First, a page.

Flamingnet Student Book Reviewer MDG
Caterina de Medici, the Italian duchess of Florence, has
witnessed betrayal and hardship at a young age. As a
prisoner of the rebels who wanted to take over Florence,
she has suffered through hunger, cold, and the plague.
With the help from a horoscopist and prophet, Cosimo
Ruggieri, Caterina was able to escape from her captors and
be placed in the favor of her uncle, Pope Clement VII. In
a political power play, Clement married her to a French
prince, where she was forced learn a new language,
customs, and name: Catherine, queen of France. But to get
what she most desires, first, children, and later, for her
children to remain on the throne, Catherine must delve
into the black arts and do everything in her power, short
of selling her soul.
I learned about Catherine de Medici
briefly in history class, when we were discussing the
evolution of Protestantism in France, and I decided to
read this book to see what else I could learn about her.
Jeanne Kalogridis does a great job of using a lot of
detail and information to describe Catherine's life. The
book is really long, and I felt like I was living
Catherine's life along with her as I turned the pages.
Upon completion of the novel, I did some research on
Catherine, and not everything in the book is accepted
fact. A lot of what the author wrote, mostly regarding the
black arts Catherine is involved in, are rumors, so they
could be true or untrue. Even though the book wasn't
completely historically accurate, I liked that I could get
a different view on Catherine than what is normally
written about her, since Catherine is considered to be a
ruthless monarch. Putting aside the disputed authenticity
of the book, I can definitely say that The Devil's Queen
was entertaining, and any fans of historical fiction will
Reviewer City, State and
Country: Aston, Pennsylvania United States
Flamingnet Student Book Reviewer SBell_LBMS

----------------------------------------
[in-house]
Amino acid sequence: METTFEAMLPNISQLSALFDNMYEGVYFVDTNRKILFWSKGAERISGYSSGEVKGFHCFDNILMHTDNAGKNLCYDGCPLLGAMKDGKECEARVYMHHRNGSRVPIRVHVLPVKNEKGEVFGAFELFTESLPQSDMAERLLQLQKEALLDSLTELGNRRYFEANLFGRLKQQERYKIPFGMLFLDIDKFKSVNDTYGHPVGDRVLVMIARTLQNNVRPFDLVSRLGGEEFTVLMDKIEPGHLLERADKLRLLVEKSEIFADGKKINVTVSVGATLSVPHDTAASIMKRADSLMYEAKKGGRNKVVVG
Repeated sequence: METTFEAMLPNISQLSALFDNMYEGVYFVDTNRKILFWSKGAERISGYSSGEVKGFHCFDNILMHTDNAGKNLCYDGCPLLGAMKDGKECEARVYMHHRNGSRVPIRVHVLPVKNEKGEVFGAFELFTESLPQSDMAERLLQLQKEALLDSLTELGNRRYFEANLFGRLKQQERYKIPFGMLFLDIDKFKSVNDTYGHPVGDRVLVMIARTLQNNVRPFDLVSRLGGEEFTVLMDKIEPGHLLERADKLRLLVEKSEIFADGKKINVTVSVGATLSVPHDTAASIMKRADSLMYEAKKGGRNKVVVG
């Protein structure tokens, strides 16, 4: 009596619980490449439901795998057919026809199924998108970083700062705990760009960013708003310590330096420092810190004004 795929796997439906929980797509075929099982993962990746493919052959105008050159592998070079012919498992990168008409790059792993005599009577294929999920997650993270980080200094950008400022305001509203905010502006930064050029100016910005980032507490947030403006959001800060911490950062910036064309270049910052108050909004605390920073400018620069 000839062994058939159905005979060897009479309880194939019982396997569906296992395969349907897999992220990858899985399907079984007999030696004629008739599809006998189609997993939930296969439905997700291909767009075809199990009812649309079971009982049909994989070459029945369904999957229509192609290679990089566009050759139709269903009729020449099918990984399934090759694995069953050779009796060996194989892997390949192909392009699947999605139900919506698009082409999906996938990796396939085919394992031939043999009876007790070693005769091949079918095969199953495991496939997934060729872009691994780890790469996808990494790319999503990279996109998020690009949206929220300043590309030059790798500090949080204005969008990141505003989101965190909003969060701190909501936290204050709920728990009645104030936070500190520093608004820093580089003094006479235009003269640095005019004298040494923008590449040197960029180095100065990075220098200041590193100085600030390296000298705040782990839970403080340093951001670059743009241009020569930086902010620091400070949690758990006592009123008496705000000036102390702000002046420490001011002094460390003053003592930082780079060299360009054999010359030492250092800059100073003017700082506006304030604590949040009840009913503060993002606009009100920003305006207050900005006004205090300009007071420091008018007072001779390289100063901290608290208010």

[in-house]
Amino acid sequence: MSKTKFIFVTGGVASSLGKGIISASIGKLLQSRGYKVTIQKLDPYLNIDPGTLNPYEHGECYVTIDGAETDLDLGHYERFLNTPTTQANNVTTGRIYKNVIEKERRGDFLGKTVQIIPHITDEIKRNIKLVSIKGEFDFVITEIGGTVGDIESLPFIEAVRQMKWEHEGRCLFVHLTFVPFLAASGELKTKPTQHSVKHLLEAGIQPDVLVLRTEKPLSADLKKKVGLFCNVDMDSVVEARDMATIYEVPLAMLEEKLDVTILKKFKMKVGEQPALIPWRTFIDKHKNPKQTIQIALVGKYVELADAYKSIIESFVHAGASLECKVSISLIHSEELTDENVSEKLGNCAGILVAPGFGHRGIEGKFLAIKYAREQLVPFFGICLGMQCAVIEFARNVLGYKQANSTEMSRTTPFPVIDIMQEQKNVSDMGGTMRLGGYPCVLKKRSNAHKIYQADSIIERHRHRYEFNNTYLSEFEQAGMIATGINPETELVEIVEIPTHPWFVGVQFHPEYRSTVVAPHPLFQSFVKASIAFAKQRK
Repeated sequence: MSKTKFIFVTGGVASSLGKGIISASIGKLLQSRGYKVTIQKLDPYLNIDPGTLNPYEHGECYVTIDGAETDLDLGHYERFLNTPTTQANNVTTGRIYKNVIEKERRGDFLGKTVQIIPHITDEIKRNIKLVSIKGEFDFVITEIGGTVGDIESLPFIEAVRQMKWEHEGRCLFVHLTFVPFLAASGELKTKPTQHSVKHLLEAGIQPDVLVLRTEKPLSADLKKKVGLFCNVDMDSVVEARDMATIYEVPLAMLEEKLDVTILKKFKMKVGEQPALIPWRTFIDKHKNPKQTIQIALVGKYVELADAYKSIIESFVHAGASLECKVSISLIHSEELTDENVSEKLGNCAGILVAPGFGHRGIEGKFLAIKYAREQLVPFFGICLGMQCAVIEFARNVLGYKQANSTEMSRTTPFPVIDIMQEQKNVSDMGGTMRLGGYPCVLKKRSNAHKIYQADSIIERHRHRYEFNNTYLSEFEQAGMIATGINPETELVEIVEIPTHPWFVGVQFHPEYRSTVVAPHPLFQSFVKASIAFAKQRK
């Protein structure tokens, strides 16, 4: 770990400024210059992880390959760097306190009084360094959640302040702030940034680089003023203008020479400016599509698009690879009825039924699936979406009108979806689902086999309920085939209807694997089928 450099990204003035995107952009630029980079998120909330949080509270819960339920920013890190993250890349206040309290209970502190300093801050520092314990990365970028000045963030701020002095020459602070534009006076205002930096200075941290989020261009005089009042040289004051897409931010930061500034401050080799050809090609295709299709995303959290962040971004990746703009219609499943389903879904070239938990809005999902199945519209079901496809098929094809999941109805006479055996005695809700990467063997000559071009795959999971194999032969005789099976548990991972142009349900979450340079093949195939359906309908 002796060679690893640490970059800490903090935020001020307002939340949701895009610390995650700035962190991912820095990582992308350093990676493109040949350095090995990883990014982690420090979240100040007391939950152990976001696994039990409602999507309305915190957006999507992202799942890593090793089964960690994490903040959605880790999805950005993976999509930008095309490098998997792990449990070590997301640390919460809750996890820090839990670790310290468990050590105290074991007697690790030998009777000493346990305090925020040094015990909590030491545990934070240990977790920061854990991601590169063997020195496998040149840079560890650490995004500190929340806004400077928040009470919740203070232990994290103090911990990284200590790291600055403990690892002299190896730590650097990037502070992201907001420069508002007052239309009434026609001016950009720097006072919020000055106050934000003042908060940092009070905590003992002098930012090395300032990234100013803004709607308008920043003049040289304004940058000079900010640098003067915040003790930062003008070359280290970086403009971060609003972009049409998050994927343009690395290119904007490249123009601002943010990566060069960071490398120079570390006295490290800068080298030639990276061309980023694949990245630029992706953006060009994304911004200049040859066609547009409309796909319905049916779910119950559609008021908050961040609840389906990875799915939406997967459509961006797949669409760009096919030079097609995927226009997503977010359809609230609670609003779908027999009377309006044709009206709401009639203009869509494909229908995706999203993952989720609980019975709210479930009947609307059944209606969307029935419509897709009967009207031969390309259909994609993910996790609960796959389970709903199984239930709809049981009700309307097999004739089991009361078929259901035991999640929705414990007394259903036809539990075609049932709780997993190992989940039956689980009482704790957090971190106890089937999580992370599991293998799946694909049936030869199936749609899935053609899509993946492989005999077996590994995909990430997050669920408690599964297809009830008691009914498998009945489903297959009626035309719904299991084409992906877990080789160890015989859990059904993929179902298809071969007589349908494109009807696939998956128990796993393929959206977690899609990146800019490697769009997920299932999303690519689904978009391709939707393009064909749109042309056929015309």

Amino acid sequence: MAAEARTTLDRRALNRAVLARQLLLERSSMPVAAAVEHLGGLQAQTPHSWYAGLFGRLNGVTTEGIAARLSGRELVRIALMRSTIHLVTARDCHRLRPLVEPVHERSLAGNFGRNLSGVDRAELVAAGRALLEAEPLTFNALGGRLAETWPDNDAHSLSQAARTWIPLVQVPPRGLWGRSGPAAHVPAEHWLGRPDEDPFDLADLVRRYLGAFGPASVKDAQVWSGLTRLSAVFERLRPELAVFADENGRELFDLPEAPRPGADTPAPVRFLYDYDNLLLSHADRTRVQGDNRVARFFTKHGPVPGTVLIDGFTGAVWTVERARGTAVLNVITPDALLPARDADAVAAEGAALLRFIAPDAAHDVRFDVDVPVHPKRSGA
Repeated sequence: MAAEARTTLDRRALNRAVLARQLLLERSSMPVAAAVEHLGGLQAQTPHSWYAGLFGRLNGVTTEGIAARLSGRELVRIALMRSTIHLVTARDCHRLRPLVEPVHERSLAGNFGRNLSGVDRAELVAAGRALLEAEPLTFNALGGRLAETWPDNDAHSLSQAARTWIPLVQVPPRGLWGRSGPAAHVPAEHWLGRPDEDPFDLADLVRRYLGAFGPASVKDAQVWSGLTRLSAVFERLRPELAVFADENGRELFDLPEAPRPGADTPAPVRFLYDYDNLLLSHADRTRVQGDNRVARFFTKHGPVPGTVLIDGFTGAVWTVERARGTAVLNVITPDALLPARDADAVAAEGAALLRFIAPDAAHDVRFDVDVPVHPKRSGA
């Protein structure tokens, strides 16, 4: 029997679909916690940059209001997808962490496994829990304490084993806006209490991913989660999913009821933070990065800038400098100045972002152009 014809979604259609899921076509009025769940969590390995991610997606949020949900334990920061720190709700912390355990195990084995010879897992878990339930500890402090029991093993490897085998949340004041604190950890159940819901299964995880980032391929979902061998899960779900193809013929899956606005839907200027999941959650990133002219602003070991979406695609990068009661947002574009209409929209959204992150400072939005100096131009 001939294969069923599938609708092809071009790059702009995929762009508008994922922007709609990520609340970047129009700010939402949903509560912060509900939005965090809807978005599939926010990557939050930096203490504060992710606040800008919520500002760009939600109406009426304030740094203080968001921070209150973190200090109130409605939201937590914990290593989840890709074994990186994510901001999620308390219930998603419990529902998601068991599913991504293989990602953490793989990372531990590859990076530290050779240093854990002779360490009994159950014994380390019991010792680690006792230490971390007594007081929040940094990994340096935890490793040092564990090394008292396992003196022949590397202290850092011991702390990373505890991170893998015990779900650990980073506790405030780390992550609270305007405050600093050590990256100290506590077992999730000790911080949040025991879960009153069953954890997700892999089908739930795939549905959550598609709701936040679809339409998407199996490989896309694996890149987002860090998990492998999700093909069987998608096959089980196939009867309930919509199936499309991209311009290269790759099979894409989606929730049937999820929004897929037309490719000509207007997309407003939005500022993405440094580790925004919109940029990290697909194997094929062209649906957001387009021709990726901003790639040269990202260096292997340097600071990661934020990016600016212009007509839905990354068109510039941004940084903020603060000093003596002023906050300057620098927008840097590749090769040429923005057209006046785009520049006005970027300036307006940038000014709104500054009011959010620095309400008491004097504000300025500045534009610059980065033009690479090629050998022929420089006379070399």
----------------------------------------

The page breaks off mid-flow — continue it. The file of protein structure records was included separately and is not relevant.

This novel is about the long, powerful life of France's own Queen Catherine de Medici. The book starts at her childhood when she had to run for her life as revolts chased her and eventually imprisoned her. Readers learn of all her hardships, and how she came to be Queen of France. All her struggles to keep her children on the throne and the smart wits she possessed are revealed. This book tells all about real events in French History from Queen Catherine's point of view, from the revolts of citizens to the lavish court life in France's famous castles.
The Devil's Queen is one of the most well-written, descriptive books I have ever read. Every single character introduced had a certain personality original from any other character. Jeanne Kalogridis, the author, has a rare ability that makes her able to have the reader loathe one person and fall in love with the next. She cleverly intertwined the element of fantasy into the heart of French History.
This is definitely not a book for children, as it is extremely descriptive, as a life time of history in its pages and has suggestive themes. I felt too young while I was reading it; I would recommend it to older teens and adults. The book overall had a interesting interpretation of Catherine de Medici's life.
Reviewer City, State and Country: Lake Bluff, IL United States of America